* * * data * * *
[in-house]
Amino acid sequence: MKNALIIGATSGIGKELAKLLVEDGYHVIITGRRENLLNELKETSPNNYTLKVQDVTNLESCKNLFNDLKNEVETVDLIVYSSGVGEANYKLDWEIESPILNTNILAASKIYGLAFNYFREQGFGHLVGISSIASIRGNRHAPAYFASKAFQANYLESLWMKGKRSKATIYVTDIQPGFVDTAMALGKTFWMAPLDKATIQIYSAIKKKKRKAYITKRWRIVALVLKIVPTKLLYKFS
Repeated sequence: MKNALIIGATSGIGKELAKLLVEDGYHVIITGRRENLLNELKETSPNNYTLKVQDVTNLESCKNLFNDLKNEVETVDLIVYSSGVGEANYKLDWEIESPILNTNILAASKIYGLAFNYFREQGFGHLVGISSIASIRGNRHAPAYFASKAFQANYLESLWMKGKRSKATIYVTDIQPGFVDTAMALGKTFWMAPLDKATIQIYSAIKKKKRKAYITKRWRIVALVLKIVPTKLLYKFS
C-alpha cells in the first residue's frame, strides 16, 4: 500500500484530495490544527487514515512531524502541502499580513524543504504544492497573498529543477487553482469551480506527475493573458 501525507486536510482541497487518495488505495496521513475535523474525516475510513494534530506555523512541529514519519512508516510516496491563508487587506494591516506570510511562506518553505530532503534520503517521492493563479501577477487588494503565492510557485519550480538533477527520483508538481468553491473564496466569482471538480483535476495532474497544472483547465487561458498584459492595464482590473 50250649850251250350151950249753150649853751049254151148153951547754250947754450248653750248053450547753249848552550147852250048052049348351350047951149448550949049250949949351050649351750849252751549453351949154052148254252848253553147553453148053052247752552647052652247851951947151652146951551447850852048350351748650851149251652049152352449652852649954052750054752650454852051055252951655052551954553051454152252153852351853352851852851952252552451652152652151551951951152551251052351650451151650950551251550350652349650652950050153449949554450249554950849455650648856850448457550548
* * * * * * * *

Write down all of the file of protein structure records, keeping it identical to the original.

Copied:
[in-house]
Amino acid sequence: MKNALIIGATSGIGKELAKLLVEDGYHVIITGRRENLLNELKETSPNNYTLKVQDVTNLESCKNLFNDLKNEVETVDLIVYSSGVGEANYKLDWEIESPILNTNILAASKIYGLAFNYFREQGFGHLVGISSIASIRGNRHAPAYFASKAFQANYLESLWMKGKRSKATIYVTDIQPGFVDTAMALGKTFWMAPLDKATIQIYSAIKKKKRKAYITKRWRIVALVLKIVPTKLLYKFS
Repeated sequence: MKNALIIGATSGIGKELAKLLVEDGYHVIITGRRENLLNELKETSPNNYTLKVQDVTNLESCKNLFNDLKNEVETVDLIVYSSGVGEANYKLDWEIESPILNTNILAASKIYGLAFNYFREQGFGHLVGISSIASIRGNRHAPAYFASKAFQANYLESLWMKGKRSKATIYVTDIQPGFVDTAMALGKTFWMAPLDKATIQIYSAIKKKKRKAYITKRWRIVALVLKIVPTKLLYKFS
C-alpha cells in the first residue's frame, strides 16, 4: 500500500484530495490544527487514515512531524502541502499580513524543504504544492497573498529543477487553482469551480506527475493573458 501525507486536510482541497487518495488505495496521513475535523474525516475510513494534530506555523512541529514519519512508516510516496491563508487587506494591516506570510511562506518553505530532503534520503517521492493563479501577477487588494503565492510557485519550480538533477527520483508538481468553491473564496466569482471538480483535476495532474497544472483547465487561458498584459492595464482590473 50250649850251250350151950249753150649853751049254151148153951547754250947754450248653750248053450547753249848552550147852250048052049348351350047951149448550949049250949949351050649351750849252751549453351949154052148254252848253553147553453148053052247752552647052652247851951947151652146951551447850852048350351748650851149251652049152352449652852649954052750054752650454852051055252951655052551954553051454152252153852351853352851852851952252552451652152652151551951951152551251052351650451151650950551251550350652349650652950050153449949554450249554950849455650648856850448457550548